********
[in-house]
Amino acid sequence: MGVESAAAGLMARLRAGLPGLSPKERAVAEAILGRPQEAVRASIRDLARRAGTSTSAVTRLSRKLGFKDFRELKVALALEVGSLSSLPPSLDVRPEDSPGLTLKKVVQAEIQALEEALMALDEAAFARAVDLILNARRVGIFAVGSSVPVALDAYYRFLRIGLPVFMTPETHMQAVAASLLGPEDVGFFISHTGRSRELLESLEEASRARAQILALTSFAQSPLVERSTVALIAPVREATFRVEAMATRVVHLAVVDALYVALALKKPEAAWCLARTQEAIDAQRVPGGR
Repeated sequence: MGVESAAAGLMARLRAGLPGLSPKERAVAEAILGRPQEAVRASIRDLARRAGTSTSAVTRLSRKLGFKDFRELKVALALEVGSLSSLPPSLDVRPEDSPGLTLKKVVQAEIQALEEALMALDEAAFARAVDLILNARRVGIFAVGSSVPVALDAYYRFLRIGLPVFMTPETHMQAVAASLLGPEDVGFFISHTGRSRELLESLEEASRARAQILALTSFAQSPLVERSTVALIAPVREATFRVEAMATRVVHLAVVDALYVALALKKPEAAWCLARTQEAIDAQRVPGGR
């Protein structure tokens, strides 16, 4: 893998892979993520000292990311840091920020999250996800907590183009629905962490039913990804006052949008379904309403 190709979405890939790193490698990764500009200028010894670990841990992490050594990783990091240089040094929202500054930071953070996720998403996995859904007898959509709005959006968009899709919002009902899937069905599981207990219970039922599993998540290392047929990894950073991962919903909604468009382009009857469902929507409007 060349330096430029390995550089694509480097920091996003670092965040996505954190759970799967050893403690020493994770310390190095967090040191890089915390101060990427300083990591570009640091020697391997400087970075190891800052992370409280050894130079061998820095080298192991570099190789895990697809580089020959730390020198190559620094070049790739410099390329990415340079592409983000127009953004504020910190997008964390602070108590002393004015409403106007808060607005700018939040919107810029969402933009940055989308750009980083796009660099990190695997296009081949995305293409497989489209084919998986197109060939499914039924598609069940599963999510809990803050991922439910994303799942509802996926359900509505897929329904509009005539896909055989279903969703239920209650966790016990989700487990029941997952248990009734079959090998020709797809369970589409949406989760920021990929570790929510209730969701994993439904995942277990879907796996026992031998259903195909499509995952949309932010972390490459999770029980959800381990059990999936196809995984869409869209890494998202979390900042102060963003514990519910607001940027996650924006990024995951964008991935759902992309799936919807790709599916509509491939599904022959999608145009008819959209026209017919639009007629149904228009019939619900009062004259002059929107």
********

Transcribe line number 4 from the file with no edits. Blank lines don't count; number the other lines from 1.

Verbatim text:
């Protein structure tokens, strides 16, 4: 893998892979993520000292990311840091920020999250996800907590183009629905962490039913990804006052949008379904309403 190709979405890939790193490698990764500009200028010894670990841990992490050594990783990091240089040094929202500054930071953070996720998403996995859904007898959509709005959006968009899709919002009902899937069905599981207990219970039922599993998540290392047929990894950073991962919903909604468009382009009857469902929507409007 060349330096430029390995550089694509480097920091996003670092965040996505954190759970799967050893403690020493994770310390190095967090040191890089915390101060990427300083990591570009640091020697391997400087970075190891800052992370409280050894130079061998820095080298192991570099190789895990697809580089020959730390020198190559620094070049790739410099390329990415340079592409983000127009953004504020910190997008964390602070108590002393004015409403106007808060607005700018939040919107810029969402933009940055989308750009980083796009660099990190695997296009081949995305293409497989489209084919998986197109060939499914039924598609069940599963999510809990803050991922439910994303799942509802996926359900509505897929329904509009005539896909055989279903969703239920209650966790016990989700487990029941997952248990009734079959090998020709797809369970589409949406989760920021990929570790929510209730969701994993439904995942277990879907796996026992031998259903195909499509995952949309932010972390490459999770029980959800381990059990999936196809995984869409869209890494998202979390900042102060963003514990519910607001940027996650924006990024995951964008991935759902992309799936919807790709599916509509491939599904022959999608145009008819959209026209017919639009007629149904228009019939619900009062004259002059929107």